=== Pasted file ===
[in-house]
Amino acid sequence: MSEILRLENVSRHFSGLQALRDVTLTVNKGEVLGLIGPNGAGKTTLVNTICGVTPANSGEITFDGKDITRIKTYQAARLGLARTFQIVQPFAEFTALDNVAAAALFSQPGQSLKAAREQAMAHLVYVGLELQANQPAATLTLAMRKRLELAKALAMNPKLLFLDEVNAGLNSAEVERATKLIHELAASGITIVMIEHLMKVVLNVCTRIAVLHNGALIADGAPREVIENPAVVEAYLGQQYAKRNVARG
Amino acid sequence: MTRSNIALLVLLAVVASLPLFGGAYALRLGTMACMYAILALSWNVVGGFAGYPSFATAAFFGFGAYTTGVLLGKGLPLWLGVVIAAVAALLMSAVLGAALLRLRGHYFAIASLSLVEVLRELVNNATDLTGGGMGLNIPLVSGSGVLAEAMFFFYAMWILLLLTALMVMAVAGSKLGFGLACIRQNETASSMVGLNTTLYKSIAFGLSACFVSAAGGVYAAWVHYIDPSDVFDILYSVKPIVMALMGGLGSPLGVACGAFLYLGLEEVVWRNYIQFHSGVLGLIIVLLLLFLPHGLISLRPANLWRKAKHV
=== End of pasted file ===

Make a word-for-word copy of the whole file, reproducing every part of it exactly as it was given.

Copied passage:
[in-house]
Amino acid sequence: MSEILRLENVSRHFSGLQALRDVTLTVNKGEVLGLIGPNGAGKTTLVNTICGVTPANSGEITFDGKDITRIKTYQAARLGLARTFQIVQPFAEFTALDNVAAAALFSQPGQSLKAAREQAMAHLVYVGLELQANQPAATLTLAMRKRLELAKALAMNPKLLFLDEVNAGLNSAEVERATKLIHELAASGITIVMIEHLMKVVLNVCTRIAVLHNGALIADGAPREVIENPAVVEAYLGQQYAKRNVARG
Amino acid sequence: MTRSNIALLVLLAVVASLPLFGGAYALRLGTMACMYAILALSWNVVGGFAGYPSFATAAFFGFGAYTTGVLLGKGLPLWLGVVIAAVAALLMSAVLGAALLRLRGHYFAIASLSLVEVLRELVNNATDLTGGGMGLNIPLVSGSGVLAEAMFFFYAMWILLLLTALMVMAVAGSKLGFGLACIRQNETASSMVGLNTTLYKSIAFGLSACFVSAAGGVYAAWVHYIDPSDVFDILYSVKPIVMALMGGLGSPLGVACGAFLYLGLEEVVWRNYIQFHSGVLGLIIVLLLLFLPHGLISLRPANLWRKAKHV